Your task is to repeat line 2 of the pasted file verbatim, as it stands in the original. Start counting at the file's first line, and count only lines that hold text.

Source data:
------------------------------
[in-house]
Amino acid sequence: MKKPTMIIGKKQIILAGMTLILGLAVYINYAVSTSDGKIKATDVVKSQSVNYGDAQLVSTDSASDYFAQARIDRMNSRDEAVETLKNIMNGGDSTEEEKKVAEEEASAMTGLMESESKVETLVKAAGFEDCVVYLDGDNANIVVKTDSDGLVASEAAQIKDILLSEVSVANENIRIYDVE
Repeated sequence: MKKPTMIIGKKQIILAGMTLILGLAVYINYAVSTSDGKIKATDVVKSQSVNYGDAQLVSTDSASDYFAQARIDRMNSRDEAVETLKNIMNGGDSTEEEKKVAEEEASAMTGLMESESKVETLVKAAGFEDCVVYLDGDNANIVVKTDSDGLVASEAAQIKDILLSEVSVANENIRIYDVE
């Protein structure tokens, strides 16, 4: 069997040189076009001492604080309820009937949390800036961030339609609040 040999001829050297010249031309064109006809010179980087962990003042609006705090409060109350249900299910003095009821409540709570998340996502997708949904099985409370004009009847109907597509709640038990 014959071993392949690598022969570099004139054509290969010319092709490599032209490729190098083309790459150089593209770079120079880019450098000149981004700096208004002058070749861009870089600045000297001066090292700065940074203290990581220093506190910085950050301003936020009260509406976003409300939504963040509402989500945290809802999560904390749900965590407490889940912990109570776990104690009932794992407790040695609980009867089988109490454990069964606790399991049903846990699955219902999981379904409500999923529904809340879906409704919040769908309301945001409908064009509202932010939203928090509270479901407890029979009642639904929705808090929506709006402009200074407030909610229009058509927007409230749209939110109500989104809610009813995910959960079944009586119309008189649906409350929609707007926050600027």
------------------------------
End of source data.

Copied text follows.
Amino acid sequence: MKKPTMIIGKKQIILAGMTLILGLAVYINYAVSTSDGKIKATDVVKSQSVNYGDAQLVSTDSASDYFAQARIDRMNSRDEAVETLKNIMNGGDSTEEEKKVAEEEASAMTGLMESESKVETLVKAAGFEDCVVYLDGDNANIVVKTDSDGLVASEAAQIKDILLSEVSVANENIRIYDVE